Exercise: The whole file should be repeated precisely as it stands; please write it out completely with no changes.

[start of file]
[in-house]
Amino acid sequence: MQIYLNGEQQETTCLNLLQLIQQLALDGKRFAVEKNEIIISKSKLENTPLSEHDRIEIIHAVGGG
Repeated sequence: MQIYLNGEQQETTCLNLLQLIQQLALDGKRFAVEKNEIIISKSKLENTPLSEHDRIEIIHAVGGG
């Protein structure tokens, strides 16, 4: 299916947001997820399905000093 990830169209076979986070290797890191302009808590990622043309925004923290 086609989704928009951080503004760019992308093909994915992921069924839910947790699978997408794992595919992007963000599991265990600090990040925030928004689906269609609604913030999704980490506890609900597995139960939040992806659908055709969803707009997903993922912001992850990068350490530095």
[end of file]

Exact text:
[in-house]
Amino acid sequence: MQIYLNGEQQETTCLNLLQLIQQLALDGKRFAVEKNEIIISKSKLENTPLSEHDRIEIIHAVGGG
Repeated sequence: MQIYLNGEQQETTCLNLLQLIQQLALDGKRFAVEKNEIIISKSKLENTPLSEHDRIEIIHAVGGG
């Protein structure tokens, strides 16, 4: 299916947001997820399905000093 990830169209076979986070290797890191302009808590990622043309925004923290 086609989704928009951080503004760019992308093909994915992921069924839910947790699978997408794992595919992007963000599991265990600090990040925030928004689906269609609604913030999704980490506890609900597995139960939040992806659908055709969803707009997903993922912001992850990068350490530095």